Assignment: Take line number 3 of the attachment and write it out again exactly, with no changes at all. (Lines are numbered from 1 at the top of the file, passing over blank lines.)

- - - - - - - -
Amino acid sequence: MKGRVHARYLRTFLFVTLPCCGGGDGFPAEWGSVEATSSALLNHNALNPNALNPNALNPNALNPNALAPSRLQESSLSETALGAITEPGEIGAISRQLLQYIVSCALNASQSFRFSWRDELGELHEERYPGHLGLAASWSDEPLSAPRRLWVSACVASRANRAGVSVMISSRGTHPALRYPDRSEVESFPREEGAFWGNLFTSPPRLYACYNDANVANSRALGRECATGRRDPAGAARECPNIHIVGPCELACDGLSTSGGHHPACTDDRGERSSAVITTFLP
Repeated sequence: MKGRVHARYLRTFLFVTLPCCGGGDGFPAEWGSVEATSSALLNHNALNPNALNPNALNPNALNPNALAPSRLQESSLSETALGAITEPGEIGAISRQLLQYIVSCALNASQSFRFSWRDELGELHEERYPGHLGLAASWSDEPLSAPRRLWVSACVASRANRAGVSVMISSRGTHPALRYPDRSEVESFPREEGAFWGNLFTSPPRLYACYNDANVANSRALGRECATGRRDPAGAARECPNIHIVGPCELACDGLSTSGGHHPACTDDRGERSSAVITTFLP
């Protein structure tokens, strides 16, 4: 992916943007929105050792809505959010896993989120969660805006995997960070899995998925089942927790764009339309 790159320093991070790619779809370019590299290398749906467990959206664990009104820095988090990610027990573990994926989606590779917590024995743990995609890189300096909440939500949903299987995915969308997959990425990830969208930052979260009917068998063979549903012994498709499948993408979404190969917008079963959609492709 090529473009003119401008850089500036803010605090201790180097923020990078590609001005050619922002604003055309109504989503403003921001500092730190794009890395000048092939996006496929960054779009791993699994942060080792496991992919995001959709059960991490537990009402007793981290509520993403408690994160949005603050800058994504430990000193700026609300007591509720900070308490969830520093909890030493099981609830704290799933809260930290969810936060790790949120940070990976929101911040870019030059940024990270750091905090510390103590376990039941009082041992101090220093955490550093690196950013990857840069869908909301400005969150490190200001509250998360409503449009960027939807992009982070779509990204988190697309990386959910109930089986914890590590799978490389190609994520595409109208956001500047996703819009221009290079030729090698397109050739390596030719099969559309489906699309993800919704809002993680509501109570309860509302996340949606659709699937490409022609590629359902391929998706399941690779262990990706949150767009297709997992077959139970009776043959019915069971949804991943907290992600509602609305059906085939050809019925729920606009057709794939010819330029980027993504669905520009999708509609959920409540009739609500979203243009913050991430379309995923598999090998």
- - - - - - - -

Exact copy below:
């Protein structure tokens, strides 16, 4: 992916943007929105050792809505959010896993989120969660805006995997960070899995998925089942927790764009339309 790159320093991070790619779809370019590299290398749906467990959206664990009104820095988090990610027990573990994926989606590779917590024995743990995609890189300096909440939500949903299987995915969308997959990425990830969208930052979260009917068998063979549903012994498709499948993408979404190969917008079963959609492709 090529473009003119401008850089500036803010605090201790180097923020990078590609001005050619922002604003055309109504989503403003921001500092730190794009890395000048092939996006496929960054779009791993699994942060080792496991992919995001959709059960991490537990009402007793981290509520993403408690994160949005603050800058994504430990000193700026609300007591509720900070308490969830520093909890030493099981609830704290799933809260930290969810936060790790949120940070990976929101911040870019030059940024990270750091905090510390103590376990039941009082041992101090220093955490550093690196950013990857840069869908909301400005969150490190200001509250998360409503449009960027939807992009982070779509990204988190697309990386959910109930089986914890590590799978490389190609994520595409109208956001500047996703819009221009290079030729090698397109050739390596030719099969559309489906699309993800919704809002993680509501109570309860509302996340949606659709699937490409022609590629359902391929998706399941690779262990990706949150767009297709997992077959139970009776043959019915069971949804991943907290992600509602609305059906085939050809019925729920606009057709794939010819330029980027993504669905520009999708509609959920409540009739609500979203243009913050991430379309995923598999090998």